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Modernism in the Eyes of Pai Hsien-yung

I started Crystal Boys (Sons of Sin 孽子 in original Chinese text) by Pai Hsien-yung, who is generally considered among the greatest living stylists of Chinese fiction and prose. Born in China in 1937, he studied in Taiwan and came to the U.S. in 1961. He became a professor of Chinese literature at the University of California, Santa Barbara in 1965, and retired in 1994. The book paints a very poignant picture of the gay community in Taiwan during the 1970s, which is better known as buoliquan, literally glass community, where the individuals are known as glass boys. The novel follows a short period of the life of A-Qing, expelled from his family because he is gay, who begins the life as a hustler. I haven’t read an opening paragraph more dismayed and repressed than this:

There are no days in our kingdom, only nights. As soon as the sun comes up, our kingdom goes into hiding, for it is an unlawful nation; we have no government and no constitution, we are neither recognized nor respected by anyone, our citizenry is little more than rabble. . . We prick up our ears like a herd of frightened antelope in a predator-infested forest, forever on guard against the slightest sign of danger. The wind gusts, the grasses stir; every sound carries a warning. We listen for the sound of the policemen’s hobnailed boots as they march past the green barrier that separates us; the minute we hear that they are invading our territory we scatter and flee as if on command . . . [17]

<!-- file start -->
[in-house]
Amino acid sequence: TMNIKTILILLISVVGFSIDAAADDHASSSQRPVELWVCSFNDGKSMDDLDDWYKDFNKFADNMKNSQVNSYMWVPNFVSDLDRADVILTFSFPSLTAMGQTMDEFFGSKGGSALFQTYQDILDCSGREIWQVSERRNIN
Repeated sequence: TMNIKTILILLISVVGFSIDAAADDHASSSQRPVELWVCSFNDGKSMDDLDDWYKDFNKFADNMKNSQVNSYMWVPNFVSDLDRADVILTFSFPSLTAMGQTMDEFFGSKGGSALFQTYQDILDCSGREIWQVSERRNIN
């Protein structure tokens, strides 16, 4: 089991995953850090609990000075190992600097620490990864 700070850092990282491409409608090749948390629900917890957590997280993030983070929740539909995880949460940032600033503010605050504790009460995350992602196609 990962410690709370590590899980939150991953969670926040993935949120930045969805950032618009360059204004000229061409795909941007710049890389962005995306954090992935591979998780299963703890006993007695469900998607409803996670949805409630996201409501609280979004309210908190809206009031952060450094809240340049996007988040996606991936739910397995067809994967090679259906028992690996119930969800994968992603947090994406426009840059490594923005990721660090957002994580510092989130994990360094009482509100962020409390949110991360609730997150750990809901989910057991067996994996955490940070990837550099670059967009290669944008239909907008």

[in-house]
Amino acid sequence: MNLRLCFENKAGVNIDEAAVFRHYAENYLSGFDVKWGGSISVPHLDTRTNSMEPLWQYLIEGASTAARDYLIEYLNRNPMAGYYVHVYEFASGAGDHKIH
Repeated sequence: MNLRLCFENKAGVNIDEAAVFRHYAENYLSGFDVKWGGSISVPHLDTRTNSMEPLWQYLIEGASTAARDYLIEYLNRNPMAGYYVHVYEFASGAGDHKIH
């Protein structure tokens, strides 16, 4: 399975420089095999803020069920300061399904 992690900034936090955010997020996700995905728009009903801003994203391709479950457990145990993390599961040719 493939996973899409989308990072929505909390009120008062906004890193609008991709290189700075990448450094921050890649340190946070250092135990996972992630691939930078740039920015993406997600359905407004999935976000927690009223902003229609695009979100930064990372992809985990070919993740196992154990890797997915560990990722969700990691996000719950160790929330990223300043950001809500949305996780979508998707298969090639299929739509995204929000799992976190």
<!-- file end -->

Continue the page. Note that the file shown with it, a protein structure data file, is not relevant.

Social outcasts they are—unwanted by their families because of their being homosexual, the book exemplifies how modernism is principally concerned with order. Modernity (modernism) is fundamentally about order: about rationality and rationalization, creating order out of chaos. The assumption is that creating more rationality is conducive to creating more order, in this case order is synonymous to morality defined by heterosexuality, and that the more ordered a society is, the better it will function (the more rationally it will function). Because modernity is about the pursuit of ever-increasing levels of order, modern societies constantly are on guard against anything and everything labeled as “disorder,” which might disrupt order. Thus modern societies rely on continually establishing a binary opposition between “order” and “disorder,” so that they can assert the superiority of “order.” But to do this, they have to have things that represent “disorder”–modern societies thus continually have to construct “disorder.” In the novel, in the society that doesn’t tolerate homosexuality, this disorder is the gay community and the individuals who live in it. Likewise in western culture, this disorder becomes “the other”–defined in relation to other binary oppositions. Thus anything non-white, non-male, non-heterosexual, non-hygienic, non-rational, (etc.) becomes part of “disorder,” and has to be eliminated from the ordered, rational modern society. This book is a testimony of how far the gay community has evolved over time. It draws the picture of what life was like for gay men in our recent but little-known past.

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